Qantas boss Alan Joyce’s salary plunged 77% to $2.27million last year after executive bonuses were cut following massive COVID disruptions over the past two years.

Mr Joyce won $9.99 million in the 2019 financial year, boosted by performance bonuses as Qantas shares hit all-time highs of $7.34 from $1.57 when he took office in 2009.

According to the airline’s annual report released today, Qantas’ overall executive net pay in FY22 was 64% below pre-COVID-19 levels.

The airline’s executives also did not receive any bonuses for the third consecutive year.

Going forward, executive compensation will be more dependent on a greater weighting for customer satisfaction and the introduction of an environmental metric for the first time.

Senior executives will be eligible for a retention bonus linked to the completion of the Group’s COVID recovery plan by the end of FY23.

Qantas chairman Richard Goyder said “this annual report hopefully represents the final chapter in the terrible impact the COVID crisis has had on Qantas.

“It has been difficult for our shareholders, our customers and especially for our employees. But we made it and it’s great to see so many people flying again.

“The restart has been bumpy, which shows how difficult it is to bring an airline out of hibernation while dealing with record COVID rates in the community

“We sincerely apologize to our customers, who have been so patient as we return to the standards of service that people rightly expect of us. Our latest performance figures show we are on the right track and our annual data shows that safety standards have remained high throughout.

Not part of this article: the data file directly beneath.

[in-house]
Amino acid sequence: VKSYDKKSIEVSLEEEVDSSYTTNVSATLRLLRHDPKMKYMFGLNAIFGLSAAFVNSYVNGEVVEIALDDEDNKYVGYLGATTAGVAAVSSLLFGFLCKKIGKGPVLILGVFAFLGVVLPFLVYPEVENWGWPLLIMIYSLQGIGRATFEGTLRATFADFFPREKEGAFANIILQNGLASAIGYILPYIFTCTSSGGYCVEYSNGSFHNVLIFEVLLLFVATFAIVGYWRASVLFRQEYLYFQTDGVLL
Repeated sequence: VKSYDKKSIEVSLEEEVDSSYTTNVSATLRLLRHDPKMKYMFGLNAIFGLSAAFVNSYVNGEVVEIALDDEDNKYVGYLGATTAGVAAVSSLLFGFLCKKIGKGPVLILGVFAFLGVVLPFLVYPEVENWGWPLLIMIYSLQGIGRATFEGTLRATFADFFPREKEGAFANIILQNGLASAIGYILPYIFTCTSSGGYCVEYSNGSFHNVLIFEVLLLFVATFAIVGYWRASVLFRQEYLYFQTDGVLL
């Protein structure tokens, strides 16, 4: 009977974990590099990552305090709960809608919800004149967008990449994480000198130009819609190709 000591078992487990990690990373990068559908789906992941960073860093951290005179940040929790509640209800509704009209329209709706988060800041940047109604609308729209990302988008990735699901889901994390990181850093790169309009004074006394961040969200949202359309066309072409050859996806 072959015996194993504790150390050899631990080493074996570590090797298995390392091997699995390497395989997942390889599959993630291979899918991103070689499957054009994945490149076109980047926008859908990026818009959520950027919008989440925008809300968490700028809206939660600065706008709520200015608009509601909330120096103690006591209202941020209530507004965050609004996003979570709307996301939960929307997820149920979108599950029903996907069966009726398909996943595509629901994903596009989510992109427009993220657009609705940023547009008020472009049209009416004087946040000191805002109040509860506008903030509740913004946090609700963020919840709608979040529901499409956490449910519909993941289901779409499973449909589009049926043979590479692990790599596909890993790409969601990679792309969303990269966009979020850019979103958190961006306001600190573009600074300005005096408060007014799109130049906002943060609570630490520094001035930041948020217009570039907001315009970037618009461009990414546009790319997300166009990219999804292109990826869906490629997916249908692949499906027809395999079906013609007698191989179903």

“Our employees have worked incredibly hard throughout the recovery, including during the high-profile challenges of the past few months. We have set aside nearly $200 million to share with them the benefits of the return to profit across the Group.

On the hot topic of executive compensation, Mr Goyder pointed out that it had “been constrained throughout the pandemic, with wages frozen and no annual bonuses for the third consecutive year. The retention bonus in place for next year is key to retaining the considerable talent we have and it depends on the recovery being achieved in full.

“Managing an airline during a pandemic is incredibly difficult and few have emerged with the underlying strength of Qantas. It’s a credit to Alan Joyce and his team, although the full impact of what has been achieved will be best judged in a few years, when new planes arrive, new routes open up and many opportunities for our employees.




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